It's not enough just to document your SR&ED work—the CRA prefers if it's contemporaneous documentation. But what is that?

It’s not enough just to document your SR&ED work—the CRA prefers if it’s contemporaneous documentation. How do you achieve that?

In the Canada Revenue Agency’s (CRA) T4088 1 – the guide to the T661 form used to claim the Scientific Research & Experimental Development (SR&ED) tax credit—says the following under the heading “Supporting the SR&ED Work Claimed”:

Contemporaneous documentation that is dated, signed, and specific to the work performed are the best supporting evidence that you can provide.

It’s obvious that documentation is essential to an effective SR&ED claim, but what is it exactly and how do you obtain it while performing SR&ED rather than after the fact?

What is contemporaneous documentation?

The CRA defines contemporaneous documentation as “documents generated as the SR&ED was being carried out.” This definition has two implications for innovative companies:

  1. Contemporaneous documentation is generated in the performance of SR&ED.
  2. Contemporaneous documentation is generated as a result of SR&ED.

In the eyes of the CRA, the best documentation isn’t created once the project is complete; rather, they favor businesses who have set up the necessary processes to collect the required information as it is created via the work performed.

How do I contemporaneously document my SR&ED work?

Waiting until a project is over to collect documentation—or worse, waiting until after you’ve submitted your claim—could cost you thousands if faced with a CRA review. Gathering documentation that was not generated in the performance and as a result of SR&ED is counterproductive for three reasons:

  1. It’s a time consuming process that could’ve been done as SR&ED was being performed.
  2. The risk for error is high.
  3. You could accidentally include irrelevant information.

To effectively collect contemporaneous documentation for your claim, enact the following action items in your company:

  • Use project management software. There are many software options available to businesses who want to stay on top of their SR&ED project. Employing one of these programs will allow you to easily track SR&ED as it happens—and collect documentation in the process.
  • Hold regular technical meetings. Minutes taken at technical team meetings are perfect examples of contemporaneous documentation. Hold meetings that cover the aspects of the technical narrative (uncertainties, work performed, and advancements); the notes taken will be invaluable both for filling out the T661 and documentation purposes.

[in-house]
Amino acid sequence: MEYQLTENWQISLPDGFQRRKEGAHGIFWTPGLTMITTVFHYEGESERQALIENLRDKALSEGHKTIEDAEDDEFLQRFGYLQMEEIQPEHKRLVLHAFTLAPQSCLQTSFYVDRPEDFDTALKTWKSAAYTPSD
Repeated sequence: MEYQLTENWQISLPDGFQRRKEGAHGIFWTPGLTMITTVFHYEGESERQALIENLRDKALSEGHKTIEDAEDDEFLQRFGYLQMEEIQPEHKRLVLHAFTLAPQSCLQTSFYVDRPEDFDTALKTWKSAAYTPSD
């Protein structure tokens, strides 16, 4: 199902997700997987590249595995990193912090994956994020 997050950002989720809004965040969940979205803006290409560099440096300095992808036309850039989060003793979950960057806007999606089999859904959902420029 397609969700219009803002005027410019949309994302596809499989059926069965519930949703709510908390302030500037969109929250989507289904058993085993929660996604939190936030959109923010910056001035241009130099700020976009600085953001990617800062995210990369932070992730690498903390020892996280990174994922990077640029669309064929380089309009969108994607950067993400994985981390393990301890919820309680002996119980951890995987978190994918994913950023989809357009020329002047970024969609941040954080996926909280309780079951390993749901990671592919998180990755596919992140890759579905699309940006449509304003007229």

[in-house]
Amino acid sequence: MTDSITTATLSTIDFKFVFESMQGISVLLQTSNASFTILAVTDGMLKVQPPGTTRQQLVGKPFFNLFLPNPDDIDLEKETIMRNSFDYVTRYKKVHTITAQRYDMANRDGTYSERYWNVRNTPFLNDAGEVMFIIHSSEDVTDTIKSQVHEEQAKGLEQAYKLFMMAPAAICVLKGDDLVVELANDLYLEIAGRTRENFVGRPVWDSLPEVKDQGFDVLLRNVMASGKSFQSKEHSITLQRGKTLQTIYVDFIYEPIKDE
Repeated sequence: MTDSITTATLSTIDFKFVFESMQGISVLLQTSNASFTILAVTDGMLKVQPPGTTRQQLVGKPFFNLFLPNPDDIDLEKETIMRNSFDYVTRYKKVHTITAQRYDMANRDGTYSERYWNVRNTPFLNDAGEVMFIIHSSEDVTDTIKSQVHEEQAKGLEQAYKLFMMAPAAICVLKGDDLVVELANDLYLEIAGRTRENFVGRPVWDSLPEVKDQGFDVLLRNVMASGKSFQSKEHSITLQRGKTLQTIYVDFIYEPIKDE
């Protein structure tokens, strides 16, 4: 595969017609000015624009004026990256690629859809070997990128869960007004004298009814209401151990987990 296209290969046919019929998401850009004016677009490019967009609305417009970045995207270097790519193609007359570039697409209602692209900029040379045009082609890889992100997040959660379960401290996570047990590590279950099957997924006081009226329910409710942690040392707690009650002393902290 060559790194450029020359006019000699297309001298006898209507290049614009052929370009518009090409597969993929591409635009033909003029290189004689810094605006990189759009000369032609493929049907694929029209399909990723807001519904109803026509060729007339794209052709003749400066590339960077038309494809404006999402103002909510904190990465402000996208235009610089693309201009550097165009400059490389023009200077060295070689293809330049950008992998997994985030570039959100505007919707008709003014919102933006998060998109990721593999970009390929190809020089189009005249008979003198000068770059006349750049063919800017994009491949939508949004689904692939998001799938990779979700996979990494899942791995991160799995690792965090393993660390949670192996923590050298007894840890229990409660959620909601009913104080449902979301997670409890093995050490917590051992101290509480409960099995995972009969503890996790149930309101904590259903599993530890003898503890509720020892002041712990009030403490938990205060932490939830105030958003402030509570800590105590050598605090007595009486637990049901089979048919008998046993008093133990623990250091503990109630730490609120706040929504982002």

• Keep logbooks that match your timesheets. While timesheets are acceptable to the CRA, they prefer if they’re accompanied by logbooks—regular summaries of the SR&ED work performed each day. The ability  to not only present when SR&ED work was performed but also what was done will allow you to effectively back up your claim.

 

Have you been keeping proper documentation?
Share your experiences with keeping contemporaneous documentation or insight by commenting below, or adding to the conversation on our LinkedIn group, Facebook page or Twitter.

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Show 1 footnote

  1. Canada Revenue Agency. (November 10, 2015.) T4088 Scientific Research and Experimental Development (SR&ED) Expenditures Claim- Guide to Form T661. Retrieved from: https://www.canada.ca/en/revenue-agency/services/forms-publications/publications/t4088-scientific-research-experimental-development-expenditures-claim-guide-form-t661.html.

Elizabeth Lance

Elizabeth is known as the "SR&ED Maven" in the industry. With a love of documentation and the nuances of language, she is often engaged by multi-million dollar companies to help improve documentation and workflow processes. Her favourite sentence (which she hears regularly) is "Accepted as Filed". Find out more about her on LinkedIn.

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